There isn't a "better" or "more accurate" translation here. The ESV's philosophy is to take every occurrence of σάρξ and try to translate it with one English word. They have chosen 'flesh' even though σάρξ does not mean 'flesh' - it just means something close to that in many contexts. What they gain by this is readers are able to see how Paul uses that word in slightly different ways in slightly different contexts. This is "formal equivalence" because the ESV translates into English based on the form of the Greek. Whenever they see the form σάρξ, they translate it with 'flesh' as much as possible.
The NIV's philosophy is to analyze the meaning of every occurrence of σάρξ separately and try to translate each occurrence with the most appropriate English word or phrase. Since words often have a variety of different interpretations, this results in having different translations for the same Greek word. The advantage is that the translations is often understood better by English speakers. The disadvantage is that connections that are clear in the original language of the Bible are sometimes obscured.
These are two different translations highlighting different parts of the overall message Paul is trying to convey. What is important is that, depending on the passage or what you are doing, you may want to see different things in your translation. Really, there is no translation that completely adopts either formal equivalence or dynamic equivalence. In each passage, the translators must decide which philosophy is best, but some translations will lean much more towards the formal equivalence side or the dynamic equivalence side.

How To Choose a Bible Translation

So how do you decide which version to read? If you are really studying a passage, my suggestion would be to read several different versions of the same passage that you know have different translation philosophies. For example, you might read the NASB and ESV for translations that are more formally equivalent (with the NASB being more formally equivalent than the ESV), and you might read the NIV and the NLT for translations that engage in more dynamic equivalence (with the NLT being more "dynamically equivalent" than the NIV).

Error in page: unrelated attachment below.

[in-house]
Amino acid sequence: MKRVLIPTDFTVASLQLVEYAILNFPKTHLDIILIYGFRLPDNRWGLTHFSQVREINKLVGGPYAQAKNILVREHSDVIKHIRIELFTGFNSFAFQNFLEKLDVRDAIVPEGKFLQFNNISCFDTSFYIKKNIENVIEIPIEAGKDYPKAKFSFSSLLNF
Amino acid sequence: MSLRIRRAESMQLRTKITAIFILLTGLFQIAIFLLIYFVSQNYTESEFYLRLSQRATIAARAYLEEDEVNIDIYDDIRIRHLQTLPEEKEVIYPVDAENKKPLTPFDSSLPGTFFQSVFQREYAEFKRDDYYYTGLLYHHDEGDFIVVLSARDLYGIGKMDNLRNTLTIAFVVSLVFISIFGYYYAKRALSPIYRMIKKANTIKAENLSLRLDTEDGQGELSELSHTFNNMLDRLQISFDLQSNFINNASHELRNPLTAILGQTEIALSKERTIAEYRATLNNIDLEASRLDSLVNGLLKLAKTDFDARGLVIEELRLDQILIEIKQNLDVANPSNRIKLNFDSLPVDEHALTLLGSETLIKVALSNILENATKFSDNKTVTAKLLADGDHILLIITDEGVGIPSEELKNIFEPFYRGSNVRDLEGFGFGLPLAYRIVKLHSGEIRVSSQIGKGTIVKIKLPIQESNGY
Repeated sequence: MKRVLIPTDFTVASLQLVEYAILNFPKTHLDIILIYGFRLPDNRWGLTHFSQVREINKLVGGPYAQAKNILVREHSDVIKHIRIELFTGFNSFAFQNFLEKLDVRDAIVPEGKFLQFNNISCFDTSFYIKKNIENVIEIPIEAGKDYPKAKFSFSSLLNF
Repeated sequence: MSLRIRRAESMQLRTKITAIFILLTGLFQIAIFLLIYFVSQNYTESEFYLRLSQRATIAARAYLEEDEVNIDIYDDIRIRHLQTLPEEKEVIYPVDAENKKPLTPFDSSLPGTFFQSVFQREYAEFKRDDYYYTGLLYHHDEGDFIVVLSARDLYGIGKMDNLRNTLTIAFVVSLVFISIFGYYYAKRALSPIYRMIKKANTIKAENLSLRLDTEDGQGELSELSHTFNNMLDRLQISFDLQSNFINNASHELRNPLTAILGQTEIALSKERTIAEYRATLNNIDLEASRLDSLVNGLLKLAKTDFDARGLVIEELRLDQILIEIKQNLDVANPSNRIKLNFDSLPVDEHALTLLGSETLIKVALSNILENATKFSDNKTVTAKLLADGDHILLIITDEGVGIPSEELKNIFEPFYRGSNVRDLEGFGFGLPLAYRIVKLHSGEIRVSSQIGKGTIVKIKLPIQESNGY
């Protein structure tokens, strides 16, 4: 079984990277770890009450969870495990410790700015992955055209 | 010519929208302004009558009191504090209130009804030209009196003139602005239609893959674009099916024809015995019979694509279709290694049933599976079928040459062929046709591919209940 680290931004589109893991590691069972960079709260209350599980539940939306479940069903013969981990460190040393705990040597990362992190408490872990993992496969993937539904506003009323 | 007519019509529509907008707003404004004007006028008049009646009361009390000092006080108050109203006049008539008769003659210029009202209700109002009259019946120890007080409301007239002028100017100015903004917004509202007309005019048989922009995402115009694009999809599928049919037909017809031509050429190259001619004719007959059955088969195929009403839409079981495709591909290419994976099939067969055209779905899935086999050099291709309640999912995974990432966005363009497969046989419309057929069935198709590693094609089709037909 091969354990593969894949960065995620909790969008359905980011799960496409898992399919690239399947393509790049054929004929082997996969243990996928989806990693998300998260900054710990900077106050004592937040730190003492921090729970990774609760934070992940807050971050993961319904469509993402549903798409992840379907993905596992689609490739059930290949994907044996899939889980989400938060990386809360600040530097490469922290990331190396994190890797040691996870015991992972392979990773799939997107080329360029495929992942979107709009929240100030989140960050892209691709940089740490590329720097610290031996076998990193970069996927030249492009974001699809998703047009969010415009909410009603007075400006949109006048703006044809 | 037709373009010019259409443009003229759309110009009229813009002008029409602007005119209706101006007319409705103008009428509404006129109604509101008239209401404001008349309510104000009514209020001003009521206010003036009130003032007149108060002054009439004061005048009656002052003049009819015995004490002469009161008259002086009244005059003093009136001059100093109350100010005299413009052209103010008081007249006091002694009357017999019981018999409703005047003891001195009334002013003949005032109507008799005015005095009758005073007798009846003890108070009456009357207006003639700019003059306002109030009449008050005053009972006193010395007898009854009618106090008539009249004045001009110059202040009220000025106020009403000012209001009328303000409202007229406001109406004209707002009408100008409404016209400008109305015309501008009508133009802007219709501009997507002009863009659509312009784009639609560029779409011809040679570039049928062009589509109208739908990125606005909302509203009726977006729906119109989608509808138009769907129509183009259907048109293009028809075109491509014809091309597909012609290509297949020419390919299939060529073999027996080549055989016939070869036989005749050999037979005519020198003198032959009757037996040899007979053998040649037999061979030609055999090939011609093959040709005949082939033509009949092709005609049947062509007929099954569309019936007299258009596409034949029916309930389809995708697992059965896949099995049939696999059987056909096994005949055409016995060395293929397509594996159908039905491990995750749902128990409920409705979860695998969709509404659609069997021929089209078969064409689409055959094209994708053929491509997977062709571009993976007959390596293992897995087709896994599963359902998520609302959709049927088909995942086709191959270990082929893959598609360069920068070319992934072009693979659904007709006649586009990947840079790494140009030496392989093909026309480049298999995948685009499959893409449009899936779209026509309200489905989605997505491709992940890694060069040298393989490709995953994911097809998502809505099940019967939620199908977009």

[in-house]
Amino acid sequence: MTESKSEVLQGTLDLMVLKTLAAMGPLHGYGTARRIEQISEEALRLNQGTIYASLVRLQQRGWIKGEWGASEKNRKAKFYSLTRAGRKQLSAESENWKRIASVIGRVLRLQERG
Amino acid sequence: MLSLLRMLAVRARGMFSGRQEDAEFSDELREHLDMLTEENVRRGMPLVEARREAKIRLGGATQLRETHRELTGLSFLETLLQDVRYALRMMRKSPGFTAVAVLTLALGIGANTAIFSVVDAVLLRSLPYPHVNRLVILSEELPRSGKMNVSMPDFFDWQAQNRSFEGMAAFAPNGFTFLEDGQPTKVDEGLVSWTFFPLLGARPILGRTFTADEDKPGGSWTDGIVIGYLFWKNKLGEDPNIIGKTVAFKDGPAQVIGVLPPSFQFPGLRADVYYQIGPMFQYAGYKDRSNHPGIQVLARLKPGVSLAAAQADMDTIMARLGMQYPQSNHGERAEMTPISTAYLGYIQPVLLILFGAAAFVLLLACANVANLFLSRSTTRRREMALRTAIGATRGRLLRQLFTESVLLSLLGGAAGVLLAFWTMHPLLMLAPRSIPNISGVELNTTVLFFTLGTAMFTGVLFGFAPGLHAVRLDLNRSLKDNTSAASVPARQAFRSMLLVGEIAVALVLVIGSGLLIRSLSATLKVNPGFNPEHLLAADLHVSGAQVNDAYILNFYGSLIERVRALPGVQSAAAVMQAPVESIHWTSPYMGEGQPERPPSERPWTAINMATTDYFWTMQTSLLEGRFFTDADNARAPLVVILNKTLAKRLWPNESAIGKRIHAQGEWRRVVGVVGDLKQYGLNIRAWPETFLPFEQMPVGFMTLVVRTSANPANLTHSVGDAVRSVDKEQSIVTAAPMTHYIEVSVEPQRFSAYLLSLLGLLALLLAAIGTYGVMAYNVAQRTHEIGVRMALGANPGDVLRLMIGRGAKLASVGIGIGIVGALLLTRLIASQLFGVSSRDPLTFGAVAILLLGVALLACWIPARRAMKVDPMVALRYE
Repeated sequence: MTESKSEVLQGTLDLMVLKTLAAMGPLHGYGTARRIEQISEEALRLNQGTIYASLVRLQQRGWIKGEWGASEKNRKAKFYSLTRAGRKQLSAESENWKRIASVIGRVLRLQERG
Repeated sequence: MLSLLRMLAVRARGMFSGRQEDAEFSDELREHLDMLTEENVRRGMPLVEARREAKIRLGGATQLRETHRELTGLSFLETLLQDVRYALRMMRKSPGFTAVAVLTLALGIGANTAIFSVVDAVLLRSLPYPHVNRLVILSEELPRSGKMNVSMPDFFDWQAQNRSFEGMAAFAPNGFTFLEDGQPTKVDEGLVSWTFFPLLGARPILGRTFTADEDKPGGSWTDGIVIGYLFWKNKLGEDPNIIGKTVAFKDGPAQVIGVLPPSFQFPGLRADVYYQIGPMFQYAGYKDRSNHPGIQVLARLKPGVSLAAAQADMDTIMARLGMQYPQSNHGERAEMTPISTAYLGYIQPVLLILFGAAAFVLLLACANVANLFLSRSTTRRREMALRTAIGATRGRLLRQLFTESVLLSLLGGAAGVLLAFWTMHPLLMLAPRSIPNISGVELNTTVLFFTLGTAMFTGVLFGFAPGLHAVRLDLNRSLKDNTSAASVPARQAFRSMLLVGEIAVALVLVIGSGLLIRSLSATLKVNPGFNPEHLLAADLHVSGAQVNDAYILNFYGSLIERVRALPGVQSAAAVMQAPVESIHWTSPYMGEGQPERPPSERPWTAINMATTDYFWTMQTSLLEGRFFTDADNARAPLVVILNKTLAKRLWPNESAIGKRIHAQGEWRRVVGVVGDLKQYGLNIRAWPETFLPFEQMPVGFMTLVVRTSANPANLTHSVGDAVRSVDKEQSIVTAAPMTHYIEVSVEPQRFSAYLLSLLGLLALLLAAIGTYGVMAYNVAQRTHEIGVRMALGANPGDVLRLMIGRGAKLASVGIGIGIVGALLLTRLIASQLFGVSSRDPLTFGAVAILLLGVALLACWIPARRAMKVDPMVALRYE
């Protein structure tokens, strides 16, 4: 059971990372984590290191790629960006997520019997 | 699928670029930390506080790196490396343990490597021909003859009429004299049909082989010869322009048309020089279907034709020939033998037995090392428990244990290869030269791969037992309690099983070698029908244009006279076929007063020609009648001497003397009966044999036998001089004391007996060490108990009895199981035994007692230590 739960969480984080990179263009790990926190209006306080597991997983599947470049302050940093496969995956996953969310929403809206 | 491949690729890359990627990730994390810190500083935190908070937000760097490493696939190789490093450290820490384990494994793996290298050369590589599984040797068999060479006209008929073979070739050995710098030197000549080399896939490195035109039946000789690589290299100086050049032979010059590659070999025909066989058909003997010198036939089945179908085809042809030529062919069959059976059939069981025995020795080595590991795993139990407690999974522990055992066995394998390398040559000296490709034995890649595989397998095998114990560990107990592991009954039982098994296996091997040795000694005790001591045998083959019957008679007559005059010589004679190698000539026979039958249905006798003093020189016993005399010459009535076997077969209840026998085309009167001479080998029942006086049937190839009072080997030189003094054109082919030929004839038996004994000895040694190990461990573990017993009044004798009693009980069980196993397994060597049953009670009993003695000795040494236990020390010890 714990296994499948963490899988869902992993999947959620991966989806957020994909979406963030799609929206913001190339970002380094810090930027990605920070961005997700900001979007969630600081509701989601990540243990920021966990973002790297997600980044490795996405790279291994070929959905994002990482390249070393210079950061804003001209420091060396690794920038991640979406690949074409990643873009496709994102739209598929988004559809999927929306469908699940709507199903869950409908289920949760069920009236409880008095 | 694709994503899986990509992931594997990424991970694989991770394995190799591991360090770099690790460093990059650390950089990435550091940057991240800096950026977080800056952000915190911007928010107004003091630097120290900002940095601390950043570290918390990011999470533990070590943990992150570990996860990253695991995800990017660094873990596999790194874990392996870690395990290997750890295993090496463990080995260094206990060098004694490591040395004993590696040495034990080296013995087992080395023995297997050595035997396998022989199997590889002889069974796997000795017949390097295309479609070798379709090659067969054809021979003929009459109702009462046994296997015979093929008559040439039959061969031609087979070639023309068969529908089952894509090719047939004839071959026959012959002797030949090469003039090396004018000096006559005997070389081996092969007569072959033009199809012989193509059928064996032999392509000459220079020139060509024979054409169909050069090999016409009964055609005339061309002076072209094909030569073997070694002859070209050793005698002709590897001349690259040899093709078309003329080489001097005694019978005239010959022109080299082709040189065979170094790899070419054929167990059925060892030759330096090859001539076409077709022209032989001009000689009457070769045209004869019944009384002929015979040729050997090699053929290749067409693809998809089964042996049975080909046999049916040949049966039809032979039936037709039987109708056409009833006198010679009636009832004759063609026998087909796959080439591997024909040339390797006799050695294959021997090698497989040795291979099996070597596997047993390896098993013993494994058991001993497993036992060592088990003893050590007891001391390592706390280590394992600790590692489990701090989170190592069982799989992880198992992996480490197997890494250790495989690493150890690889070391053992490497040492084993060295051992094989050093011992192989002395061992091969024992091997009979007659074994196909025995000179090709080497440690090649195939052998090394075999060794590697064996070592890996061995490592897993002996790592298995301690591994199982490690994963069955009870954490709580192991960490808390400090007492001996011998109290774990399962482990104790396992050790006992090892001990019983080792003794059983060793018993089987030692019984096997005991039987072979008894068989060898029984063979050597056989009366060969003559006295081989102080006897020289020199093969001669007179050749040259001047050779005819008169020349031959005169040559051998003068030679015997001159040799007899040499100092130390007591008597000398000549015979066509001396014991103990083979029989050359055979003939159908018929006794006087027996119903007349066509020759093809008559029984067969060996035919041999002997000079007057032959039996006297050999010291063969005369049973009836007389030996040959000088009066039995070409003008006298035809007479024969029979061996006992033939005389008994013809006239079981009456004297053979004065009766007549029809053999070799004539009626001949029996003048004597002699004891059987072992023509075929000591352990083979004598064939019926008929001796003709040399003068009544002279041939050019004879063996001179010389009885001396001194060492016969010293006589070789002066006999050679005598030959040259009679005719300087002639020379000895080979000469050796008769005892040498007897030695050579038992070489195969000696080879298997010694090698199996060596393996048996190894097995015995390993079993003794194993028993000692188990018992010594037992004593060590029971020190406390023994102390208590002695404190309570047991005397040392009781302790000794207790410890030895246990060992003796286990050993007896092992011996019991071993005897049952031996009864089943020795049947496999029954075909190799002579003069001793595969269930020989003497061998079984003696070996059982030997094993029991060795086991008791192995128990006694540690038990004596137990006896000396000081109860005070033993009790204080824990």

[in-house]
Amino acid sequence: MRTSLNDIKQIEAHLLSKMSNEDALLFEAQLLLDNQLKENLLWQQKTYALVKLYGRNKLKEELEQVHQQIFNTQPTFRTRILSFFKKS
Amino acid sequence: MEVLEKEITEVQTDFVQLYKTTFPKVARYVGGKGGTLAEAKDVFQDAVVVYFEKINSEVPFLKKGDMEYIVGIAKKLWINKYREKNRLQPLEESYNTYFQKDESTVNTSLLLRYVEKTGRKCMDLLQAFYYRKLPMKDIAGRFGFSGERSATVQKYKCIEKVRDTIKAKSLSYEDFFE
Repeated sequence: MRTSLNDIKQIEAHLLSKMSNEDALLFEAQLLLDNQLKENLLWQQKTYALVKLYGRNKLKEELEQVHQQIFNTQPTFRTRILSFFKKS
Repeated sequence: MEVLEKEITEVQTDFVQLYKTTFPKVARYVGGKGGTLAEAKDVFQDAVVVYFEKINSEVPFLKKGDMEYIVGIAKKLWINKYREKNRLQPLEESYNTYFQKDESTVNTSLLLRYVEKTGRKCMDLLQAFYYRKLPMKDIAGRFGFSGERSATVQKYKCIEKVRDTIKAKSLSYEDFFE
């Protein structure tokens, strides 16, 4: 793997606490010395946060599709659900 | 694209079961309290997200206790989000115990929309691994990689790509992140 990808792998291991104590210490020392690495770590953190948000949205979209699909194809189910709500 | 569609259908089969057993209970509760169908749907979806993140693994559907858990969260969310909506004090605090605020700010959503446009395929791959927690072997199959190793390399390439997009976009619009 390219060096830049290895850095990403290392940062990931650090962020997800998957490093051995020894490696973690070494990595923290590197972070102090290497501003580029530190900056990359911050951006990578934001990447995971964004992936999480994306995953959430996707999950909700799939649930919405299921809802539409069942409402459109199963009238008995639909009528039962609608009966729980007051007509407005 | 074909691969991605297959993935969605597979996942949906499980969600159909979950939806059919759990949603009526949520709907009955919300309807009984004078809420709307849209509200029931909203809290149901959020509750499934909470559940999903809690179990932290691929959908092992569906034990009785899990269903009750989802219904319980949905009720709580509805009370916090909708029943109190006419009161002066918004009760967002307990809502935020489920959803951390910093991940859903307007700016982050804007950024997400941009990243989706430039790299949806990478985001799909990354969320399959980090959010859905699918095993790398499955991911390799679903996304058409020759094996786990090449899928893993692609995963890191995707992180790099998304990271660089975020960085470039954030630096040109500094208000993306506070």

Read the passage through in each of the translations and note the differences. Use the formally equivalent translations to see through the English into the original, particularly how the author might be threading a single word or idea through the passage. On the other hand, use the dynamically equivalent translations to get at the meaning of the original, to see how the meaning of the words are being shaped by the context.
For ordinary reading, I usually recommend going with a more middle-of-the-road translation, such as the NIV, ESV, or NET Bible. However, now that you know more about the basic translation philosophy of some popular versions, you can decide for yourself. If you want a more readable translation, err towards the side of dynamic equivalence. If you want a translation that better reflects the form (and not necessarily the meaning) of the original languages, err on the side of formal equivalence.
Of course, I personally still think that the best translation is no translation, but I know that not everyone has the time to learn Greek and Hebrew. However, by understanding the kinds of decisions translators are making and why they are making them, you can get a small glimpse into the original languages of the Bible, and even a small glimpse will change the way you read the text.